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Converting to Black and White Using Camera Raw

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Although Photoshop has its own Black & White conversion adjustment layer, you can create a much better black-and-white conversion using Camera Raw. In this excerpt from The Adobe Photoshop CS5 Book for Digital Photographers, Scott Kelby shows you how.
From the book

Although Photoshop has its own Black & White conversion adjustment layer, I never, ever use it, but that’s only because it totally stinks (I don’t know any pros who use it). I think you can create a much better black-and-white conversion using Camera Raw, and it’s much faster and looks infinitely better. Well, that is as long as you don’t get suckered into using the HSL/Grayscale panel in Camera Raw, which is nothing more than the Black & White adjustment layer hiding in Camera Raw, trying to sucker in some poor unsuspecting soul.

Step One:

We’ll start by opening a color image in Camera Raw (as seen here). Converting from color to black and white is simple—just click on the HSL/Grayscale icon (it’s the fourth icon from the left) and then turn on the Convert to Grayscale check-box at the top of the panel (as seen here). That’s all you want to do here (trust me).

Step Two:

Once you click on that Convert to Grayscale checkbox, it gives you an incredibly flat conversion (like the one you see here), and you might be tempted to drag those color sliders around, until you realize that since the photo is already converted to black and white, you’re kind of just dragging around in the dark. So, the best advice I can give you is to get out of this panel just as fast as you can. It’s the only hope for making this flat-looking grayscale image blossom into a beautiful butterfly of a B&W image (come on, I at least get five points for the butterfly metaphor thingy).

Step Three:

When you talk to photographers about great B&Ws, you’ll always hear them talk about high-contrast B&Ws, so you already know what you need to do—you need to create a high-contrast B&W. That basically means making the whites whiter and the blacks blacker. Start by going to the Basic panel and dragging the Exposure slider as far over to the right as you can without clipping the highlights (I dragged to +2.35 here; see page 32 for more on clipping highlights). If you clip them just a little, drag the Recovery slider over until the white clipping triangle (up in the histogram) turns black again. If you have to drag it pretty far, you’re better off just lowering the Exposure amount instead, or your conversion may look a little flat in the highlights.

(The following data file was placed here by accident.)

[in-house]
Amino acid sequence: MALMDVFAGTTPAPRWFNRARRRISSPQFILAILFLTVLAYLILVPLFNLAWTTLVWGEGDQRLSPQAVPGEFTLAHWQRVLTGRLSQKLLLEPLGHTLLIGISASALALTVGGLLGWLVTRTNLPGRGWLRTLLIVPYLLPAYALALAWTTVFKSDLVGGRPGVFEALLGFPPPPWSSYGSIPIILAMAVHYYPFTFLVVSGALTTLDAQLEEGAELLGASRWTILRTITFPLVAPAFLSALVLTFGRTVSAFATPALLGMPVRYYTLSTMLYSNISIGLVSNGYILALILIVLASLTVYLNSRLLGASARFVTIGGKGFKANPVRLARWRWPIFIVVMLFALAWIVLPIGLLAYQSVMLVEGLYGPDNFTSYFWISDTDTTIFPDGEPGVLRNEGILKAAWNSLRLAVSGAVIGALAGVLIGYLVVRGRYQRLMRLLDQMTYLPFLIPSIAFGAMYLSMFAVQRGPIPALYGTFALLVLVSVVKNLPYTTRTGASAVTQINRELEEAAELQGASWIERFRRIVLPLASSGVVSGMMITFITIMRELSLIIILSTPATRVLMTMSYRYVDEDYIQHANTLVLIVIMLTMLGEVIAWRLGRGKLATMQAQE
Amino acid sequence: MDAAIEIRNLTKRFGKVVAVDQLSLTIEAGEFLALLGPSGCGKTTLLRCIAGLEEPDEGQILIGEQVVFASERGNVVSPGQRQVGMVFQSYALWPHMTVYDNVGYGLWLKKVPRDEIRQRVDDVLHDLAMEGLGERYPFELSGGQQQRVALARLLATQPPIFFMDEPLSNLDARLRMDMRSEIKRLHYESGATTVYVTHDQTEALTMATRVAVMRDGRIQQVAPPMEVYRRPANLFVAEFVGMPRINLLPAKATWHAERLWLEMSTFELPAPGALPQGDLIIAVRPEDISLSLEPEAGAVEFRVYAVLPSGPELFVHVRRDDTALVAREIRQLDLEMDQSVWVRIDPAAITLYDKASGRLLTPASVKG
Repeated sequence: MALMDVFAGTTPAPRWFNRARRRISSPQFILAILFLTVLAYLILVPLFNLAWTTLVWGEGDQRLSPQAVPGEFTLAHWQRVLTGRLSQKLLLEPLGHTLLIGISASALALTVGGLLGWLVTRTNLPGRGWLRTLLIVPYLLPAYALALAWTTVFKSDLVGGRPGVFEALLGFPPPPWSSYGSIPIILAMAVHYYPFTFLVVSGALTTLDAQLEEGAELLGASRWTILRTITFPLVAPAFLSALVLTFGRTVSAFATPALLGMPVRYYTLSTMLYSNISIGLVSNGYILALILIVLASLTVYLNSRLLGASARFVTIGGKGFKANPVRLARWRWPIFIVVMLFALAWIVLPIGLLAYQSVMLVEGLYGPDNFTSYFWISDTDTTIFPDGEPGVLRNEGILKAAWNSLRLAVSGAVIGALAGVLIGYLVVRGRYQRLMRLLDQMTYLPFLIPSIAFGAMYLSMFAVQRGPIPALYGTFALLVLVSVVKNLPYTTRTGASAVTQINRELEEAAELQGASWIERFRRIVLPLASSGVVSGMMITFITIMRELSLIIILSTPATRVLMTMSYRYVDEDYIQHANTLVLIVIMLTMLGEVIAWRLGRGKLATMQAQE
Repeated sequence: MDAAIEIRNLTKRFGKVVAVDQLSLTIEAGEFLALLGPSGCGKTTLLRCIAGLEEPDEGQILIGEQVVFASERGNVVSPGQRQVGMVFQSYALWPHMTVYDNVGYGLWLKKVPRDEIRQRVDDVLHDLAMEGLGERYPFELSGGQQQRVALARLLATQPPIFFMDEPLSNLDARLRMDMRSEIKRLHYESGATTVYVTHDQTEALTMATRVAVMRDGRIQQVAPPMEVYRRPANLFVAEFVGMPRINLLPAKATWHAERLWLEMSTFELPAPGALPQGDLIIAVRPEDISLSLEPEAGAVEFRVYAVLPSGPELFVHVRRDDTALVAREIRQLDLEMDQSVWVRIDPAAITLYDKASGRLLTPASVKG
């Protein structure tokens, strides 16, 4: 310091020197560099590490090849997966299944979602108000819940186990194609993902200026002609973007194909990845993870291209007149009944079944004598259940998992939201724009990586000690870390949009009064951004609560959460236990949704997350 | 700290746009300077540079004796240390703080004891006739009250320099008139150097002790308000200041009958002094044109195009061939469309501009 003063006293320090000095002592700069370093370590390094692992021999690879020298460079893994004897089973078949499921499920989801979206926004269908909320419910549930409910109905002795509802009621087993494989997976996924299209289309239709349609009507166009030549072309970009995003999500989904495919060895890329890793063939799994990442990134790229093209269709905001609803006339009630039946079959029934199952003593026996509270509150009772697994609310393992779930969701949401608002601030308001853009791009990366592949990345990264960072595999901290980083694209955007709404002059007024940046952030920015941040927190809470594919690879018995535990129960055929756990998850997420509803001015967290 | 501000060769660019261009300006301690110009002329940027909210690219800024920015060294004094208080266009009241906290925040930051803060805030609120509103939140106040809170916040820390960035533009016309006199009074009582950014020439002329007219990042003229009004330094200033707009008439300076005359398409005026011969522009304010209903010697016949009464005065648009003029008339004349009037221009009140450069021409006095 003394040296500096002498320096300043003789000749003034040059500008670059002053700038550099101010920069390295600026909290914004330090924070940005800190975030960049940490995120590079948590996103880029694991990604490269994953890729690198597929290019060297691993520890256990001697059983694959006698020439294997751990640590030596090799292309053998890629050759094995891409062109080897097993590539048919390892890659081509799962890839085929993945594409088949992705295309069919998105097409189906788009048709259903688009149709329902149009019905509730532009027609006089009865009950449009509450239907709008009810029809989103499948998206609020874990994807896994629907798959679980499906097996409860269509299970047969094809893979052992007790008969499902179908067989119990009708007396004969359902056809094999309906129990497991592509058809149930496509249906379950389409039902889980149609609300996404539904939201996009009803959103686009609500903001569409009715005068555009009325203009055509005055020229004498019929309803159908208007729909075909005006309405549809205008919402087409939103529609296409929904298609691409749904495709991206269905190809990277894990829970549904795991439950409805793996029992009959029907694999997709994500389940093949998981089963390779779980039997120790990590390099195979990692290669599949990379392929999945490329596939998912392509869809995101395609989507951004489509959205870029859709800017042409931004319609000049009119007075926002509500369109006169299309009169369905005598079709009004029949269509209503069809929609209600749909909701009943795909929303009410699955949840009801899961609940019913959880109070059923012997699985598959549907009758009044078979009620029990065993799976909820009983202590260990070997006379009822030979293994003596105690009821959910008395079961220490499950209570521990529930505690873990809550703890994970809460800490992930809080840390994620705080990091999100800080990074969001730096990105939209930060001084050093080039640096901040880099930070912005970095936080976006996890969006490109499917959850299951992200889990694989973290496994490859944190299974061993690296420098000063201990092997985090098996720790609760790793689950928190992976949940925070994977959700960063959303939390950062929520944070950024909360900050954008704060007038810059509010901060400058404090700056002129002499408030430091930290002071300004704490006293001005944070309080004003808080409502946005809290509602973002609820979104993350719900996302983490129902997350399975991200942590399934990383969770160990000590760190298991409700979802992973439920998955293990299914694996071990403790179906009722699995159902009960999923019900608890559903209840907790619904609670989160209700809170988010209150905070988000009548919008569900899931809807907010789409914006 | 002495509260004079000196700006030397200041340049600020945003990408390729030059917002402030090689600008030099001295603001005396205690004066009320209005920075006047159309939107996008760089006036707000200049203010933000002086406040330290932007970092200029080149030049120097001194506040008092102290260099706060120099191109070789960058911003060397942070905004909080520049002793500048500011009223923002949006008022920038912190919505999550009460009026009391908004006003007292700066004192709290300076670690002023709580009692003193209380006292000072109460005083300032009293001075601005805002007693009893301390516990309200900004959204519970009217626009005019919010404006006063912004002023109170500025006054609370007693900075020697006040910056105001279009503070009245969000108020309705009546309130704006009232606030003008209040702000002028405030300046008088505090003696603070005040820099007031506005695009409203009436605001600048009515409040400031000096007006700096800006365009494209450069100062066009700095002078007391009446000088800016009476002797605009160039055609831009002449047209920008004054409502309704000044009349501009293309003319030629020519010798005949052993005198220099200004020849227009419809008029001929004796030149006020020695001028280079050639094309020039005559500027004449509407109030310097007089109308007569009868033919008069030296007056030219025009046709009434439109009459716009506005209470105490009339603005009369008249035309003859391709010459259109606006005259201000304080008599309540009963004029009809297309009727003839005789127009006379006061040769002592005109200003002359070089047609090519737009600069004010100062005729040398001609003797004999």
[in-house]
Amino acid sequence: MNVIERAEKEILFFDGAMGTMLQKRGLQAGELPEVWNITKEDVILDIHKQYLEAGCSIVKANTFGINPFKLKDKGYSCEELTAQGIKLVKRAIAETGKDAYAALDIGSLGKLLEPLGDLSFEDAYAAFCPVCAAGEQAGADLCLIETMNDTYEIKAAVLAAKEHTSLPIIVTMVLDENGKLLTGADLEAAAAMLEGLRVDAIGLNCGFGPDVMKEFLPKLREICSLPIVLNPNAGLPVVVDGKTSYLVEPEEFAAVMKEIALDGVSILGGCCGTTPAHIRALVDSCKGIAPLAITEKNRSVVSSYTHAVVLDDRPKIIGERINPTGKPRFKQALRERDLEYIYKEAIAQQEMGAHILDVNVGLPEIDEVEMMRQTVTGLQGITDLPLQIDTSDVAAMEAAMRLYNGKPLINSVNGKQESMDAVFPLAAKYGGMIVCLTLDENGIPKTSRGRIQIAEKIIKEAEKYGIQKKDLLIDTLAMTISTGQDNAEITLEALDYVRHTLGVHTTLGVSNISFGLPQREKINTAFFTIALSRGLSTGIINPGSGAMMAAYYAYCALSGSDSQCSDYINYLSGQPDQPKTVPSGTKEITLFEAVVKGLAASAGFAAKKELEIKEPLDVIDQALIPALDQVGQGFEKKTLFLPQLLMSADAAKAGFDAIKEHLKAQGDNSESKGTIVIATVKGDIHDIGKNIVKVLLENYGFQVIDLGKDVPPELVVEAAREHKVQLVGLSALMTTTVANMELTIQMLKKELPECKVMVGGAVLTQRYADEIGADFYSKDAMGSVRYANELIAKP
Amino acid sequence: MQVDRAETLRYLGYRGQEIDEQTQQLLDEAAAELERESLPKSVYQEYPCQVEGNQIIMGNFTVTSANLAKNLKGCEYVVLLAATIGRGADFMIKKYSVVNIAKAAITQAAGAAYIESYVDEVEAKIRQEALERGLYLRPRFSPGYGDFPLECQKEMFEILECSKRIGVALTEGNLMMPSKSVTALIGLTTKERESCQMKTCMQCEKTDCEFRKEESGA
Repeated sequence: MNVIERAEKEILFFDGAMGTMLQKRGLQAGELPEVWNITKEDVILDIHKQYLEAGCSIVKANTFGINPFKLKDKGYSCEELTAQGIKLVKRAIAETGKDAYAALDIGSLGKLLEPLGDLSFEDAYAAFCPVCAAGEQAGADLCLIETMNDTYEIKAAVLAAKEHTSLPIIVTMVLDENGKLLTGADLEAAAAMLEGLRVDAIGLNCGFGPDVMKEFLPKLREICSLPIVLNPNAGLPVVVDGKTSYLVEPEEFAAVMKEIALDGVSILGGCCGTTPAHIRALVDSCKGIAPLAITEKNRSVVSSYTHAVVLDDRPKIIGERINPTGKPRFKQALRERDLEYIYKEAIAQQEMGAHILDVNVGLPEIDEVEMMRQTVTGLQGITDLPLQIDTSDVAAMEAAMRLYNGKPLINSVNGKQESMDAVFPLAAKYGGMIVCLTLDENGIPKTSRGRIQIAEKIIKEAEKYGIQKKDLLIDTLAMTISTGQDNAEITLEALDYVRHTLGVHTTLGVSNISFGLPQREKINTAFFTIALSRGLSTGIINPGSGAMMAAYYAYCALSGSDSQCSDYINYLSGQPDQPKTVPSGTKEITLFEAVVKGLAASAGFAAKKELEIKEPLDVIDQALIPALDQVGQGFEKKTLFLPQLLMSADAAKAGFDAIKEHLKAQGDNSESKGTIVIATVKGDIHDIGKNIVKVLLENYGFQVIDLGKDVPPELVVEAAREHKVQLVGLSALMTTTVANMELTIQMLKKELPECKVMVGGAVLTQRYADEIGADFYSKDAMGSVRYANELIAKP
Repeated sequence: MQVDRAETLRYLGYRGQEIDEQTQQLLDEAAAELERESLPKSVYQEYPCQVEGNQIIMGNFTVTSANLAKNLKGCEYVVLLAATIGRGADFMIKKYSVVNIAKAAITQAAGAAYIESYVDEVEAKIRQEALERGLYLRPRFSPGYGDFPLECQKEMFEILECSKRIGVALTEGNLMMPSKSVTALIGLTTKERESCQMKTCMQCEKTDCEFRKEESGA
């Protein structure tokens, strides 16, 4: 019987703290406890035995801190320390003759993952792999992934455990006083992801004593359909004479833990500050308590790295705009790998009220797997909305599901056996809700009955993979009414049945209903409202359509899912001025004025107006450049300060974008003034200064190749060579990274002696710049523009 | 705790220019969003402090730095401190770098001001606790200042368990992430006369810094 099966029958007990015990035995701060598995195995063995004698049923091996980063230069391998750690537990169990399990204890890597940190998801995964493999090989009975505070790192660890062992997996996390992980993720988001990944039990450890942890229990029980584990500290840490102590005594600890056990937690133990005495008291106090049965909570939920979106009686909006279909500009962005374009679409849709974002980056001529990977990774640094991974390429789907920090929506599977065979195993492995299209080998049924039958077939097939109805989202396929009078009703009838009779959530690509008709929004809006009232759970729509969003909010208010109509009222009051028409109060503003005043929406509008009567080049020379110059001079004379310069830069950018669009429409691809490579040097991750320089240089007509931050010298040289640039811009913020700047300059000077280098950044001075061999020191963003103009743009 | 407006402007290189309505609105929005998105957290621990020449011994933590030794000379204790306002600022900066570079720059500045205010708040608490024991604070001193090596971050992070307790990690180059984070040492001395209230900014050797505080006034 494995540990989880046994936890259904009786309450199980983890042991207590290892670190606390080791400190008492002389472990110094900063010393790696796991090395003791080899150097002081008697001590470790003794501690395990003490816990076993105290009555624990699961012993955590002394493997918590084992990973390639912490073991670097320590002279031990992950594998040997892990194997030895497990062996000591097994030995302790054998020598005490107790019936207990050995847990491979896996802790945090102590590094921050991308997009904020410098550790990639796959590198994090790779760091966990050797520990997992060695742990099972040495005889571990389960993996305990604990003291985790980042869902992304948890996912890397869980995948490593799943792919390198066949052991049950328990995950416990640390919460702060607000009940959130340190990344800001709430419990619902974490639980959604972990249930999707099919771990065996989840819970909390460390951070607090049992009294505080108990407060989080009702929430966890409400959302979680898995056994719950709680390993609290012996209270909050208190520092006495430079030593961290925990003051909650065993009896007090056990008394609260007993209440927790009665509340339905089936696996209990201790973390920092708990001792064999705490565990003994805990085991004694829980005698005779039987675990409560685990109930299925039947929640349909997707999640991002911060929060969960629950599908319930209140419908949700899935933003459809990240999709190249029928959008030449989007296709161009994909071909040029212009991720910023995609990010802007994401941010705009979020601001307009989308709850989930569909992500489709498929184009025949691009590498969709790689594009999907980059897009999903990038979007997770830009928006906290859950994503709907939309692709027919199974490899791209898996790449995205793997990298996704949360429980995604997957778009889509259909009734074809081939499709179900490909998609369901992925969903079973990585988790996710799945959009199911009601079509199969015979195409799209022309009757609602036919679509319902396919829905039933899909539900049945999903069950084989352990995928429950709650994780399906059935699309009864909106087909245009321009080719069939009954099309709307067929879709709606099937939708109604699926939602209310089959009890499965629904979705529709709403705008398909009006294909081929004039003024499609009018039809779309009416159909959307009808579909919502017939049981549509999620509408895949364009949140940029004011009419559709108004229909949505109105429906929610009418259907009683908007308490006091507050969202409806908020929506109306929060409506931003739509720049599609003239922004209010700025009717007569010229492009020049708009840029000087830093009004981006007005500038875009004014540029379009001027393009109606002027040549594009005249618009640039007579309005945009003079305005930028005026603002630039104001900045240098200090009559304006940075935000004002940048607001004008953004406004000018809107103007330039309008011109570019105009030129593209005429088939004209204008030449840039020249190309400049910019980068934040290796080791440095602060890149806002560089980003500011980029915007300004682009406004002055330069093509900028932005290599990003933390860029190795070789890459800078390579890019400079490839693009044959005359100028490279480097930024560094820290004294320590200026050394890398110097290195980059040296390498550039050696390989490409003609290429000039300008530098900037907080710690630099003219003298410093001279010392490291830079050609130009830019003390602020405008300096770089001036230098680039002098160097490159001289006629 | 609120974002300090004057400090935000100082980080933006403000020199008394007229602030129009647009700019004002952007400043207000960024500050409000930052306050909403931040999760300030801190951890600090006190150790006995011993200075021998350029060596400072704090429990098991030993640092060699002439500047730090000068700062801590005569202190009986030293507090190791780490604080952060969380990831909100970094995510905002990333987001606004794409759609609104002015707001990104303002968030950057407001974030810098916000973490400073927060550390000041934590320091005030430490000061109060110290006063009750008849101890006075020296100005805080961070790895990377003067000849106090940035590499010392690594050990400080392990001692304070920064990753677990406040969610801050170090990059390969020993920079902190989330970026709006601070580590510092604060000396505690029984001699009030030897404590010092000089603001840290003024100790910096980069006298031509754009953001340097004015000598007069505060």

Step Four:

Now, drag the Blacks slider to the right until it really starts to look contrasty (as shown here, where I dragged to 6). If part of it gets too dark, drag the Fill Light slider a little to the right to open up those areas. So far, I’ve increased the Exposure and the Blacks.

Step Five:

The last two things I do are to increase the contrast (you can go to the Tone Curve panel and choose Strong Contrast from the pop-up menu at the top of the Point tab, or in this one instance, it’s okay to just drag the Contrast slider to the right until the image looks real contrasty). Then, I increase the Clarity amount (which adds midtone contrast), and I usually push this one to around 75 for black-and-white images (unless it’s a portrait, then I’ll usually set it to around 25, unless it’s a baby, then I leave it set at 0). A before/after of the conversion is shown below (the Auto conversion from the HSL/Grayscale panel is shown at left, with the simple Camera Raw tweaks you just learned at right). Pretty striking difference, eh?

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